The Repertoire Jolt Project

KVAST started the Repertoire Jolt project in order to collaborate with orchestras and help put more works by women composers in their repertoire. The role of the orchestras in the project is central. KVAST chair Stina Lyles noted, “KVAST is a small nonprofit association and the matter is too important for us to pursue it alone. The orchestras have the power and resources. It has to be their issue.”

In May 2013, KVAST was awarded a grant to work with the orchestras of Sweden in a repertoire project. The funding came from the Swedish Performing Arts Agency, whose hope was that it would help bring about long-term, structural change.

After eight years of working on the issue of how to expand Swedish orchestra repertoires, we at KVAST can see that our efforts have filled a gap. Today, we can offer orchestras the following resources:

  • Our Repertoire Bank of more than 1,670 compositions

  • A list of introductions to some 800 composers and their works

  • A variety of lists, links, and tips on our website,

What progress has been made on the orchestras’ side?

During the five-year period since 2008, when KVAST made its first analysis of the general programs of Swedish orchestras, the percentage of works by women composers has risen by 2.3%, reaching 3.5% of the total repertoire. That figure doubled in the 2013–2014 season, to 7.9%. Now, at the close of 2016, we have begun to see very promising and positive changes; but still, for a number of orchestras, the journey is not really underway. According to our most recent statistics, if we look at total duration of music played, only 4% of the music performed across 18 Swedish orchestras and opera houses was composed by women. This means our work must continue. As recently as the autumn of 2016, our efforts received a huge boost from the Swedish government, which undertook a broad national initiative to achieve progress on this issue.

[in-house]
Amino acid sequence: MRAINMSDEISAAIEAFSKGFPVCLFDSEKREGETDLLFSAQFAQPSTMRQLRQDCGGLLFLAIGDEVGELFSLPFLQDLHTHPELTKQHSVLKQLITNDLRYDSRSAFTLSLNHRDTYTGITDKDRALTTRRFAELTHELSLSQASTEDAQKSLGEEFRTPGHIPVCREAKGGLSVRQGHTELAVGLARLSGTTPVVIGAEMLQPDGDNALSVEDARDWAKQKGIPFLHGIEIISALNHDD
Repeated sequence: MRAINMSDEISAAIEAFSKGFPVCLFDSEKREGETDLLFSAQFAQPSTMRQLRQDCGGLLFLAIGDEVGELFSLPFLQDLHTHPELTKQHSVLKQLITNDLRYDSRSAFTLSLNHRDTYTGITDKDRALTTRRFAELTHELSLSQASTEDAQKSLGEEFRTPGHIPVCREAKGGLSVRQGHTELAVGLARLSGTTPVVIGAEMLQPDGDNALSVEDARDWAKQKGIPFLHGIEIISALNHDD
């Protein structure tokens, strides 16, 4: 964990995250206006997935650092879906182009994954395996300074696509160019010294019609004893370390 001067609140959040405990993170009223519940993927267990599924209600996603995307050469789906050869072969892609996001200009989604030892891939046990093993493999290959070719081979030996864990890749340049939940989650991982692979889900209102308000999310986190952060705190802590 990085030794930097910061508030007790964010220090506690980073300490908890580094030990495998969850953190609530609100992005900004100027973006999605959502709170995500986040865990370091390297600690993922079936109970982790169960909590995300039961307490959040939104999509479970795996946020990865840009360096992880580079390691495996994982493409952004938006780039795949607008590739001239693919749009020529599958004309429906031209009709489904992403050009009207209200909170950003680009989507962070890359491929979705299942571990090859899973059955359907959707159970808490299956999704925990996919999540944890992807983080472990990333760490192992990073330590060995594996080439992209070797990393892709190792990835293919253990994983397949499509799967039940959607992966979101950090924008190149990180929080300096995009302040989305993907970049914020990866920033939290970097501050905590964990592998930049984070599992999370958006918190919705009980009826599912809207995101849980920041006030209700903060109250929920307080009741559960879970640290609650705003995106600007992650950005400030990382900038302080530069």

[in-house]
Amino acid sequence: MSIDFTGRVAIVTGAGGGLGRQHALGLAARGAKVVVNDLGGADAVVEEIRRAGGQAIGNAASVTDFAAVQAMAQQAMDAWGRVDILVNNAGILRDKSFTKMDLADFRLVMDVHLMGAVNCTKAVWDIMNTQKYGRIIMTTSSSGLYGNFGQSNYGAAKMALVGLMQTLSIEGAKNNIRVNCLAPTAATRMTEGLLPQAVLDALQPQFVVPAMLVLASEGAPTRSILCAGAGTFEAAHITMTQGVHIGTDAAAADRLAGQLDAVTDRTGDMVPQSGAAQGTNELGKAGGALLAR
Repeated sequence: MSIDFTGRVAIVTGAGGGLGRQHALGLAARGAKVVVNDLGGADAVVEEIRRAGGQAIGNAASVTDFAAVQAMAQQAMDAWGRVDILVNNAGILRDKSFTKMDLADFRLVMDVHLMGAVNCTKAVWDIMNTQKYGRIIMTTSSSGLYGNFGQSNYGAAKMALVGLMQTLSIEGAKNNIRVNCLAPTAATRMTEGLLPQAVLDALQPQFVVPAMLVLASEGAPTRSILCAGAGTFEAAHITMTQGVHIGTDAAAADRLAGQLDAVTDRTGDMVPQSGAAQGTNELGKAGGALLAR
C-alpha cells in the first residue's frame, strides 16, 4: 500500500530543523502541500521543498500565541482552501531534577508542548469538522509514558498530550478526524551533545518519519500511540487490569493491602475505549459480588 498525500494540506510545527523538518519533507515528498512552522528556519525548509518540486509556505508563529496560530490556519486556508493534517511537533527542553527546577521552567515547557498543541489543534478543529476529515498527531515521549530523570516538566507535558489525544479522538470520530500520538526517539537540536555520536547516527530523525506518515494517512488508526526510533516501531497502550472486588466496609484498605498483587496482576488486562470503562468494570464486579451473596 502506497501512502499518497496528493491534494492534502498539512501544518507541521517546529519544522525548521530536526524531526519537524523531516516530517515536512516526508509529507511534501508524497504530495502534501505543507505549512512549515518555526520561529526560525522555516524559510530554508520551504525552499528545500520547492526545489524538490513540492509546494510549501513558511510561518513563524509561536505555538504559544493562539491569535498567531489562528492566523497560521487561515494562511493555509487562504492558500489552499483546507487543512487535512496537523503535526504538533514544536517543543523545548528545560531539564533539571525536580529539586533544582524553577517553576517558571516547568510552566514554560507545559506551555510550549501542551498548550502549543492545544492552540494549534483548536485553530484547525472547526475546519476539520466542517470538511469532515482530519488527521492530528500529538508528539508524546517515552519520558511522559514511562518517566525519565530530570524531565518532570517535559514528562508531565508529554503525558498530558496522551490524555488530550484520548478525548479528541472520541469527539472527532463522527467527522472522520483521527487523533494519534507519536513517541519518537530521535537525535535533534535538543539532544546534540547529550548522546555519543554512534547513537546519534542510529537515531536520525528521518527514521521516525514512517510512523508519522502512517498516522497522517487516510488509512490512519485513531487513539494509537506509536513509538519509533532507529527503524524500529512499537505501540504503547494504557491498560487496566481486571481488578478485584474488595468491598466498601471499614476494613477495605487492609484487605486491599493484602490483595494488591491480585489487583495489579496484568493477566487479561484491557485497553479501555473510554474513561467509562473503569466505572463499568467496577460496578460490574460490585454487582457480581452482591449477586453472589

We are happy to see this evolution, and we believe it is due in part to our work in publicizing the problem, and the resulting media coverage.

Still, according to our statistics, at present 92.1% of the repertoire programmed by our largest, publicly financed orchestras is composed by men.

This is not just an artistic problem but a democratic one. Awareness of the problem is growing – but we think it is growing too slowly. This is why we started the Repertoire Jolt project: so that we can collaborate with orchestras to help them get more music by women into their repertoire.

How KVAST can help

We want to continue our dialogue with Sweden’s symphony and chamber orchestras and invite them to partner with us on this important issue. One project objective is to encourage and support orchestras in defining their own, quantitative gender equality goals (read: play more music by women composers).

We have built a Repertoire Bank, available on the internet with some 1670 works in various categories by women composers. We also stand ready to help in other ways – with information, encouragement, and dialogue.

The Repertoire Jolt project will run from the fall of 2013 to the spring of 2014, funded by a gender equality grant from the Swedish Performing Arts Agency (Statens Musikverk).